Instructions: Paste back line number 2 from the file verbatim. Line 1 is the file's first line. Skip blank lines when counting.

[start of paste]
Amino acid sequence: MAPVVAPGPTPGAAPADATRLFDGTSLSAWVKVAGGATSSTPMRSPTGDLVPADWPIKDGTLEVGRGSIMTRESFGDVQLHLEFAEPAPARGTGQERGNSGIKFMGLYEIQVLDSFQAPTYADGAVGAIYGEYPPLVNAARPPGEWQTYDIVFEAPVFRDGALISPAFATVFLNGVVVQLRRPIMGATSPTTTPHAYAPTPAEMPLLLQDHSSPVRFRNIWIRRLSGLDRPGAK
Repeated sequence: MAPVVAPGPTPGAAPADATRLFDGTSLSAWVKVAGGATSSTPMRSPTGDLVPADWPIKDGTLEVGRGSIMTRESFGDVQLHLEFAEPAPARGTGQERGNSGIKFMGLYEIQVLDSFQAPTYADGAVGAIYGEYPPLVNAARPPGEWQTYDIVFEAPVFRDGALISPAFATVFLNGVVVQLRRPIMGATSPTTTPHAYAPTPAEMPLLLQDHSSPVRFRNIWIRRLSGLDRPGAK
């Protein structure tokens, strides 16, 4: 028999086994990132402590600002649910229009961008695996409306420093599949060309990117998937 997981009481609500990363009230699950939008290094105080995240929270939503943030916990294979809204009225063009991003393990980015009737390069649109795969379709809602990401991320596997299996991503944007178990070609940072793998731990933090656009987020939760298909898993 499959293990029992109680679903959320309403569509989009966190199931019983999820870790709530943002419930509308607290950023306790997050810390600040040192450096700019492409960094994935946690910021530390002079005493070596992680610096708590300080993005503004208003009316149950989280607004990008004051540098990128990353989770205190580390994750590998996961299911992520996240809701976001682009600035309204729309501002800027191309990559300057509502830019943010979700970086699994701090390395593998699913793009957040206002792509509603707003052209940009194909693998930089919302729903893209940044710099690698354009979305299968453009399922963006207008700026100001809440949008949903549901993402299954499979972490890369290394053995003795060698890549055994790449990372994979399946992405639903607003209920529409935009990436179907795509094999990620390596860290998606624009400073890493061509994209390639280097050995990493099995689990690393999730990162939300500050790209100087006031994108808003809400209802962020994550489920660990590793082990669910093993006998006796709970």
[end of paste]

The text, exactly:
Repeated sequence: MAPVVAPGPTPGAAPADATRLFDGTSLSAWVKVAGGATSSTPMRSPTGDLVPADWPIKDGTLEVGRGSIMTRESFGDVQLHLEFAEPAPARGTGQERGNSGIKFMGLYEIQVLDSFQAPTYADGAVGAIYGEYPPLVNAARPPGEWQTYDIVFEAPVFRDGALISPAFATVFLNGVVVQLRRPIMGATSPTTTPHAYAPTPAEMPLLLQDHSSPVRFRNIWIRRLSGLDRPGAK